31 October 2016:  Australian Churches Refugee Taskforce says Australian Government bid to enshrine ban on refugees in law will create further “fear, uncertainty and trauma” by David Adams, Sight Magazine. Christian refugee advocates have said proposed laws aimed at banning refugees permanently from ever obtaining a visa to Australia will “create further fear, uncertainty and trauma” among those who have ever been transferred to the regional processing centres on Nauru and Papua New Guinea’s Manus Island. Read the full story…

Media Release: Turnbull Pledge to Obama summit is truly woeful – ACRT

21 September 2016:  The Australian Churches Refugee Taskforce (ACRT) is highly disappointed with the much anticipated pledge that Prime Minister Malcolm Turnbull took to the Obama Summit. 

Speaking from Thailand today, Executive Officer Ms Misha Coleman, said: “There had been a great deal of anticipation here in Bangkok yesterday amongst the hundreds of refugee organisations I’m here working with. This morning however, there is clearly nothing to celebrate”.

Ms Coleman said: “As demonstrated by figures from AHRC, Australia’s aid to the major countries of refugee origin and asylum in the Asia-Pacific region has been slashed. Additionally, since 2012/2012, the government’s overall aid budget has been slashed by $1.22 billion. So while of course the pledge today of $130 million is welcomed, it does little to redress the cuts that have made over recent years”.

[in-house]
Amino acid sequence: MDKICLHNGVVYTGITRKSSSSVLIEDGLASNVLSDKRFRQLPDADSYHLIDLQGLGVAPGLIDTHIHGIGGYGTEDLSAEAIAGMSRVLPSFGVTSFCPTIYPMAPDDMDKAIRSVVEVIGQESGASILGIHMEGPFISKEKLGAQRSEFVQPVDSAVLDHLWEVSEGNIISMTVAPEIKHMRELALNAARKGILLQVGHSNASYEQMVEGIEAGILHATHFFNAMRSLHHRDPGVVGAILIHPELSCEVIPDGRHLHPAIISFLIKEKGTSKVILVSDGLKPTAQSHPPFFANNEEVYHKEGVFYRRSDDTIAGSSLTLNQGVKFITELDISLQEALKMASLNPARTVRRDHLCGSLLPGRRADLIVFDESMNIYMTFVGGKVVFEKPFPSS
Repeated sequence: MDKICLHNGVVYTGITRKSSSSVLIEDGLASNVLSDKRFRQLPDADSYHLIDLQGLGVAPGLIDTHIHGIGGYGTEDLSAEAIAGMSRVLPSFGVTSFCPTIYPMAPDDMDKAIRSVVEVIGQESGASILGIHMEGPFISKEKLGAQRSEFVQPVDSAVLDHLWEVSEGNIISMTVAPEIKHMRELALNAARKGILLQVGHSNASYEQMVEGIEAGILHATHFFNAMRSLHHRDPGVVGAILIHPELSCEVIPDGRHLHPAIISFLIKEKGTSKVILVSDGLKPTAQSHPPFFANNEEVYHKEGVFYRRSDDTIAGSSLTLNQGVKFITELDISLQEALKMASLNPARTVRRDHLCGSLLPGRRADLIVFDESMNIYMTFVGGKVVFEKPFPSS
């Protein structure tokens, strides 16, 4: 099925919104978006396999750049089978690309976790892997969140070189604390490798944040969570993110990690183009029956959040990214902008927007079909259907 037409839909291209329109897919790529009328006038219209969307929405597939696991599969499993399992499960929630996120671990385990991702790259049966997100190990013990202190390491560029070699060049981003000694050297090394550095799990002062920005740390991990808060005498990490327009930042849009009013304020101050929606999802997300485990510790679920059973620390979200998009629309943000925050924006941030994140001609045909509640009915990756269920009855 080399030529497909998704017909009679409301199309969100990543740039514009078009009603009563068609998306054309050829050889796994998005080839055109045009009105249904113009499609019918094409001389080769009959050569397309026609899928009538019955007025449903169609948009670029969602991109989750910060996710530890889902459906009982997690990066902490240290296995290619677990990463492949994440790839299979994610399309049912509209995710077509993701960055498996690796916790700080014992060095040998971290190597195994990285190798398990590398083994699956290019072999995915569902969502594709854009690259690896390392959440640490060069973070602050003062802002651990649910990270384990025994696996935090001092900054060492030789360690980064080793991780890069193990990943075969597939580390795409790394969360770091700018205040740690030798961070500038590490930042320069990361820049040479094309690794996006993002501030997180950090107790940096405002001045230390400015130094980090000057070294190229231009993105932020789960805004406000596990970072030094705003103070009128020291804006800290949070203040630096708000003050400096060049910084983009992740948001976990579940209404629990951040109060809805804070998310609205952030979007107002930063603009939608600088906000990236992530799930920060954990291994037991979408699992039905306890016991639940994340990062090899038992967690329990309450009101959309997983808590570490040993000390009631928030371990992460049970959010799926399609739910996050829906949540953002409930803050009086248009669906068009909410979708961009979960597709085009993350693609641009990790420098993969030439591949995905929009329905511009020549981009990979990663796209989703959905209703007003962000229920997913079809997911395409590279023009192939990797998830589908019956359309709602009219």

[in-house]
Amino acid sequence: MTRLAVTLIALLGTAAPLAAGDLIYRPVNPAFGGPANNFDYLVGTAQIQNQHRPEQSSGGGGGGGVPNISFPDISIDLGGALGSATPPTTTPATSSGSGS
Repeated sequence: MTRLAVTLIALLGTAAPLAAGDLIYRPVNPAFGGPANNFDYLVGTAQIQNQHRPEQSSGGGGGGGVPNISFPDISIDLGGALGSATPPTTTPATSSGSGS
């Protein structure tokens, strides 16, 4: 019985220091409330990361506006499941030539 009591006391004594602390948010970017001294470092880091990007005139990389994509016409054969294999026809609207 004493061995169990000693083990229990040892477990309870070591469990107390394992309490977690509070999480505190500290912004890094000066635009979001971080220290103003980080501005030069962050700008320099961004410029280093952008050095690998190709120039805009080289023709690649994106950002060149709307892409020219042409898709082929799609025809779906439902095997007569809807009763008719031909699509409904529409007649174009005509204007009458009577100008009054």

graph

Source: AHRC, Pathways to protection: a human rights-based response to the flight of asylum seekers by sea, 2016, p.58.

She said “the additional announcement that the government would not cut its commitment to provide 18,750 refugee resettlement places, pales in comparison to the new pledges that other countries made at the Summit”.

 Acting Chair of the Taskforce, Rev’d Mark Riessen, said that “we had hoped that Mr Turnbull would use the world stage in New York to announce an end to the hell that people are enduring in Nauru and in Manus Province, and would bring them here. Despite a series of highly credible reports being released over recent weeks, which outline alternatives and other options for the Government to take, unfortunately  the cruel attempt to cover up Government-sanctioned abuse  just continues.”